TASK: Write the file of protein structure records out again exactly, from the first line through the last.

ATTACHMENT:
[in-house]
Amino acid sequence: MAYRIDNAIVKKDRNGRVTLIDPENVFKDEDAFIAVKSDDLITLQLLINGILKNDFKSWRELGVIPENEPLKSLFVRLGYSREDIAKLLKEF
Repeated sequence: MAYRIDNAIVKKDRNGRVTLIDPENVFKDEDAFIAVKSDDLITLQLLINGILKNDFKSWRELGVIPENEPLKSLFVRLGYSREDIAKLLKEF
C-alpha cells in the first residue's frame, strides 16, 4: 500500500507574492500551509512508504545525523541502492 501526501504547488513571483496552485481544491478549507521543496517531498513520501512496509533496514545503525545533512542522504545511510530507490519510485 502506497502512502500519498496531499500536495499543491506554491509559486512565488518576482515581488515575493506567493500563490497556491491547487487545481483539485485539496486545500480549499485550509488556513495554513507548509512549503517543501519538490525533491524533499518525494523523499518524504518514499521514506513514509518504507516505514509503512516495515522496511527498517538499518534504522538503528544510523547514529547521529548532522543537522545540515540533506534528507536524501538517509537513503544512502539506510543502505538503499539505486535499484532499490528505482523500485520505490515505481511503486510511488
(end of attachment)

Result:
[in-house]
Amino acid sequence: MAYRIDNAIVKKDRNGRVTLIDPENVFKDEDAFIAVKSDDLITLQLLINGILKNDFKSWRELGVIPENEPLKSLFVRLGYSREDIAKLLKEF
Repeated sequence: MAYRIDNAIVKKDRNGRVTLIDPENVFKDEDAFIAVKSDDLITLQLLINGILKNDFKSWRELGVIPENEPLKSLFVRLGYSREDIAKLLKEF
C-alpha cells in the first residue's frame, strides 16, 4: 500500500507574492500551509512508504545525523541502492 501526501504547488513571483496552485481544491478549507521543496517531498513520501512496509533496514545503525545533512542522504545511510530507490519510485 502506497502512502500519498496531499500536495499543491506554491509559486512565488518576482515581488515575493506567493500563490497556491491547487487545481483539485485539496486545500480549499485550509488556513495554513507548509512549503517543501519538490525533491524533499518525494523523499518524504518514499521514506513514509518504507516505514509503512516495515522496511527498517538499518534504522538503528544510523547514529547521529548532522543537522545540515540533506534528507536524501538517509537513503544512502539506510543502505538503499539505486535499484532499490528505482523500485520505490515505481511503486510511488